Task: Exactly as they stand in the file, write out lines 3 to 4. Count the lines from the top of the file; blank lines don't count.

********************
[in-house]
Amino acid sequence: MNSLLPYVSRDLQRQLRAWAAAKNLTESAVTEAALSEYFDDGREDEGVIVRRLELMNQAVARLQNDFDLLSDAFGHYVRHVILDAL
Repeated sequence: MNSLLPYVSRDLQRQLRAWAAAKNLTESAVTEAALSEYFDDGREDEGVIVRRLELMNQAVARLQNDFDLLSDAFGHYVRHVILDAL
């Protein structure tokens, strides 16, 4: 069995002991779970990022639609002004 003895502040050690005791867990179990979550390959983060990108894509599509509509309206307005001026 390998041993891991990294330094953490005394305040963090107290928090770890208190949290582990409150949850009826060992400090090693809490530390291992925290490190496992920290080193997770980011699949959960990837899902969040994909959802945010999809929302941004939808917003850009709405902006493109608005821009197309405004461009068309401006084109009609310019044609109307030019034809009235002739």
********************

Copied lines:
Repeated sequence: MNSLLPYVSRDLQRQLRAWAAAKNLTESAVTEAALSEYFDDGREDEGVIVRRLELMNQAVARLQNDFDLLSDAFGHYVRHVILDAL
């Protein structure tokens, strides 16, 4: 069995002991779970990022639609002004 003895502040050690005791867990179990979550390959983060990108894509599509509509309206307005001026 390998041993891991990294330094953490005394305040963090107290928090770890208190949290582990409150949850009826060992400090090693809490530390291992925290490190496992920290080193997770980011699949959960990837899902969040994909959802945010999809929302941004939808917003850009709405902006493109608005821009197309405004461009068309401006084109009609310019044609109307030019034809009235002739």